As head of EMEA equity trading at the world’s largest asset manager, no two days are the same for Paul Battams. Despite managing the team of 14 traders at BlackRock that cover equities and equity derivatives across the region, Battams still executes frequently and remains connected and plugged into the market each day.
BlackRock operates globally via centralised dealing desks around the world with local traders overseeing trading and execution in each region. For EMEA, the desk is broad in terms of the products that it trades with a mixture of passive, fundamental active, systematic active and derivatives transactions, meaning at least one segment of the desk is always extremely busy.
With an emphasis on the importance of his team, Battams explains there are subject matter experts that focus on specific areas, whether that be specialists on rebalance activity or a more quantitative skillset that is employed across the desk.
“Each trader has a high degree of core skills and competency that allows us to move flow around the desk as required,” he adds. “Every year we execute more and more in terms of notional and orders so the focus for us is scale, efficiency, resiliency and risk management across the platform.”
As for many buy-side houses, 2020 presented a huge challenge for BlackRock, but Battams says the firm’s investment in technology and its platform over the years has paid dividends. Given its size and resources, the asset manager uses a lot of in-house systems and its flagship Aladdin platform is at the heart of trading workflows. The EMEA equity desk at BlackRock executes roughly 12,000 orders a day, meaning electronic connectivity is essential in being able to handle flow and risk effectively.
With Aladdin as its order management system (OMS), orders are sent to the platform electronically. There are robust portfolio manager and trader protocols in place that govern how portfolio managers submit orders to the traders and how they are tagged to ensure the trading desk can manage the vast number of orders systematically.
“Looking at the benchmark, the aim is to achieve what the fund and trade objectives are,” Battams explains. “There is no manual keying of orders or trade information, which allows the trader to concentrate fully on the execution rather than on processing. Straight through connectivity is key for the team and gives traders the bandwidth to focus on execution and sourcing liquidity.”
BlackRock has its own transaction cost analysis (TCA) system that traders can use to interrogate data across various lenses and benchmarks for cost evaluations. The traders also benefit from a global trading research team that is dedicated to TCA given the huge amount of data that flows into BlackRock on a daily basis.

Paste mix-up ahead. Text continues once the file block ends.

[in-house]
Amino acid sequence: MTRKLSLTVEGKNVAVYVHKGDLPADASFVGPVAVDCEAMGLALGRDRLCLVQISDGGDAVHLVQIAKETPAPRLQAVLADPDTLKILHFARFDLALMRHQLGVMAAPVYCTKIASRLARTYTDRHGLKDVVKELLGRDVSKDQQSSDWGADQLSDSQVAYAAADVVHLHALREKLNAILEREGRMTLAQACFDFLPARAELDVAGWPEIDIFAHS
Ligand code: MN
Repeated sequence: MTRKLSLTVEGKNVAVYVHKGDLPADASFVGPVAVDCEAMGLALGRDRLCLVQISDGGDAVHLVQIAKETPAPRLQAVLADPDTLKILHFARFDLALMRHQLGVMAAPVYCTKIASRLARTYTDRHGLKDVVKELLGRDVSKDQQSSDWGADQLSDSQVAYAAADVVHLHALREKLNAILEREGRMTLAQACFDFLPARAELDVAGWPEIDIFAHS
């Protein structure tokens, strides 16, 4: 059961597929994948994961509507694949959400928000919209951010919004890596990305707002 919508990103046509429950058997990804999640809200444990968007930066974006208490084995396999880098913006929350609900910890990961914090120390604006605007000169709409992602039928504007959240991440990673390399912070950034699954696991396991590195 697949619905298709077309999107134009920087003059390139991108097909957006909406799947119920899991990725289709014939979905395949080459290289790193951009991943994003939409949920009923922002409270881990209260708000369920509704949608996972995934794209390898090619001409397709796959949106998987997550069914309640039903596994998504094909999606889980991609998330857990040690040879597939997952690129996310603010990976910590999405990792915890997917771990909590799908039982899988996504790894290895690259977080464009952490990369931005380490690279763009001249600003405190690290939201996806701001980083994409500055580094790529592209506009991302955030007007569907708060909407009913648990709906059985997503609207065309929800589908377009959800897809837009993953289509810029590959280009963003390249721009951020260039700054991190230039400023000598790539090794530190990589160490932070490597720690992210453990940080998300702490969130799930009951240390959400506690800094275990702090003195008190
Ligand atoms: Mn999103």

“I guess that’s one of the benefits we have as BlackRock, we have so much data and we are ready and able to drill down to define data-driven strategies going forward,” Battams adds. “It’s a differentiator for us, and it is a core part of any trader’s skillset today in terms of understanding data across the platform.”
Relationships with the sell-side are also key. Battams says that partnerships with brokers have become even more critical as markets have become increasingly more fragmented and complex. The events of 2020 and increased market volatility, which is yet to fully normalise, has placed even greater emphasis on strong relationships with the sell-side, but also with electronic platforms.
“The sell-side will always be important to the buy-side, but the platforms are becoming more entwined as we think about connectivity to the market,” Battams says. “We try to mitigate dependency. We don’t want to be too dependent on a single venue or counterparty. It’s important that we remain agile and are able to adapt and be flexible in any situation.”
Leading by example
Battams has been with BlackRock for 21 years, including a decade with Barclays Global Investors which the global asset manager acquired in 2009. Fresh out of university with a degree in engineering and business management, Battams secured a job as a clerk on the trading floor at the London International Financial Futures and Options Exchange (LIFFE). The role would spark his interest in markets and cement plans to pursue a career in trading.
“As a futures and options trading clerk I was blown away by how exciting and vibrant it was – running around the trading floor in a yellow jacket doing the jobs for the traders in the pit,” Battams says.
“Not long after, the funny hand signals and open outcry nature of trading shifted very quickly to electronic. I was astonished at how rapidly the trading floor essentially disappeared. In those days, the market would sometimes trade at different prices in different spots of the open outcry pit. It was nowhere near as efficient and connected as it is today.”
At Barclays Global Investors, Battams worked in operations doing equity confirmation and settlement before securing a role on the trading desk executing equities. Gradually, the products he traded expanded alongside his skillset and responsibilities before BlackRock’s landmark acquisition of Barclays Global Investors, which would make the firm the largest fund manager globally.
Battams says that every day at BlackRock as head of EMEA equity trading is unique. At the start of a typical day, he plugs into the market, investment teams and traders to ensure everyone is prepared to navigate the constantly changing landscape. At the same time, he communicates with clients, deals with risk, examines TCA data and analytics, and manages strategic projects more broadly within the firm.
“It feels like everything is changing so quickly all the time – market microstructure, regulation, the liquidity landscape,” Battams explains. “We must look forward the entire time to make sure we have appropriate resources and that we’re investing in the right places for future growth. Looking at my role and everything combined, each day is different and that’s what I like most about it.”